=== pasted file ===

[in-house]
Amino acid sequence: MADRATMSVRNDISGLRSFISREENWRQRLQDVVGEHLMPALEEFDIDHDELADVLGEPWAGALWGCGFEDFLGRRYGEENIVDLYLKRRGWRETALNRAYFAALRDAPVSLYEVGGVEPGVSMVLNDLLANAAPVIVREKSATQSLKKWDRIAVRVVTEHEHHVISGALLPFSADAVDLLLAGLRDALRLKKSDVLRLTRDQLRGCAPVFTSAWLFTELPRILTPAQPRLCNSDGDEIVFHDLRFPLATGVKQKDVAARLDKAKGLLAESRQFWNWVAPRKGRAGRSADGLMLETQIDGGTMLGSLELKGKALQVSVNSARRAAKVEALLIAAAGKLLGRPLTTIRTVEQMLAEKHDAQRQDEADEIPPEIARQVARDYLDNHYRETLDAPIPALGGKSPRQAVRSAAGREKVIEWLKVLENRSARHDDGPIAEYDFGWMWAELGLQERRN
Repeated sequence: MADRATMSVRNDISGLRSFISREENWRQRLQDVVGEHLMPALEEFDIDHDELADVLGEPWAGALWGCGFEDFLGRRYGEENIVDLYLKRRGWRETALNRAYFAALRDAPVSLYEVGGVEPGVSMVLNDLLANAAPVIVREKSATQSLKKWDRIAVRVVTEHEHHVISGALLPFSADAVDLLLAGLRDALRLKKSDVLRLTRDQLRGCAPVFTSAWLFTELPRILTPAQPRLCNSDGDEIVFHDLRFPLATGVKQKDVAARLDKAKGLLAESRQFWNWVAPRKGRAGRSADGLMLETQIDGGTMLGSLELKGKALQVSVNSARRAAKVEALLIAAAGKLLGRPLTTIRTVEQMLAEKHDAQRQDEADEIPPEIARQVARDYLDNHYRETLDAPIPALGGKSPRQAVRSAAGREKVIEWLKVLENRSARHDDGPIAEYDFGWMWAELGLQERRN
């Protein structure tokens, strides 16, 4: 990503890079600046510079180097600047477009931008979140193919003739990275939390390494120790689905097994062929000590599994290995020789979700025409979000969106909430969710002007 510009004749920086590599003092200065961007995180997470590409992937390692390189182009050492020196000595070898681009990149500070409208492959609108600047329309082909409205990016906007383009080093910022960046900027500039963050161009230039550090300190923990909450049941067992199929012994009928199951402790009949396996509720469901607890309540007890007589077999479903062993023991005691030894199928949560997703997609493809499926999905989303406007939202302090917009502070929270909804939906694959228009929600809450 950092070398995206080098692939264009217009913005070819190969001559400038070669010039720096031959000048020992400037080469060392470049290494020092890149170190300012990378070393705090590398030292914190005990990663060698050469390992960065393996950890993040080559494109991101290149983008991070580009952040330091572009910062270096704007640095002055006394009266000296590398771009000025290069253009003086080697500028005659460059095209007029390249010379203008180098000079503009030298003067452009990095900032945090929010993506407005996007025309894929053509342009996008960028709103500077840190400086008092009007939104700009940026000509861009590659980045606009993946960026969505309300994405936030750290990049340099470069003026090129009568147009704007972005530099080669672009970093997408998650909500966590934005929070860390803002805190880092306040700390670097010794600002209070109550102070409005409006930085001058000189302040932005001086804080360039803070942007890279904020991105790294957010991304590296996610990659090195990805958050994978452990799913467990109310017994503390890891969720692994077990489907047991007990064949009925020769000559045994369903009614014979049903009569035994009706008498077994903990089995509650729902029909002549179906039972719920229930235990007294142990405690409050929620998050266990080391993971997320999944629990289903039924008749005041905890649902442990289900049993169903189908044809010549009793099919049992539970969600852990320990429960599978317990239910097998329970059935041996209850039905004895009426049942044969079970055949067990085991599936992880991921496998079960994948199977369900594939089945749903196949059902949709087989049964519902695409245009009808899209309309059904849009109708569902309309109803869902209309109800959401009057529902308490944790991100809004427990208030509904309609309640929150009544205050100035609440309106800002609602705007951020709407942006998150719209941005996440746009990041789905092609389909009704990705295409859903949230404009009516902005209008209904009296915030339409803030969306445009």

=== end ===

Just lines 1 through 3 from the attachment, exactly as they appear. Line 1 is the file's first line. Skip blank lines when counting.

[in-house]
Amino acid sequence: MADRATMSVRNDISGLRSFISREENWRQRLQDVVGEHLMPALEEFDIDHDELADVLGEPWAGALWGCGFEDFLGRRYGEENIVDLYLKRRGWRETALNRAYFAALRDAPVSLYEVGGVEPGVSMVLNDLLANAAPVIVREKSATQSLKKWDRIAVRVVTEHEHHVISGALLPFSADAVDLLLAGLRDALRLKKSDVLRLTRDQLRGCAPVFTSAWLFTELPRILTPAQPRLCNSDGDEIVFHDLRFPLATGVKQKDVAARLDKAKGLLAESRQFWNWVAPRKGRAGRSADGLMLETQIDGGTMLGSLELKGKALQVSVNSARRAAKVEALLIAAAGKLLGRPLTTIRTVEQMLAEKHDAQRQDEADEIPPEIARQVARDYLDNHYRETLDAPIPALGGKSPRQAVRSAAGREKVIEWLKVLENRSARHDDGPIAEYDFGWMWAELGLQERRN
Repeated sequence: MADRATMSVRNDISGLRSFISREENWRQRLQDVVGEHLMPALEEFDIDHDELADVLGEPWAGALWGCGFEDFLGRRYGEENIVDLYLKRRGWRETALNRAYFAALRDAPVSLYEVGGVEPGVSMVLNDLLANAAPVIVREKSATQSLKKWDRIAVRVVTEHEHHVISGALLPFSADAVDLLLAGLRDALRLKKSDVLRLTRDQLRGCAPVFTSAWLFTELPRILTPAQPRLCNSDGDEIVFHDLRFPLATGVKQKDVAARLDKAKGLLAESRQFWNWVAPRKGRAGRSADGLMLETQIDGGTMLGSLELKGKALQVSVNSARRAAKVEALLIAAAGKLLGRPLTTIRTVEQMLAEKHDAQRQDEADEIPPEIARQVARDYLDNHYRETLDAPIPALGGKSPRQAVRSAAGREKVIEWLKVLENRSARHDDGPIAEYDFGWMWAELGLQERRN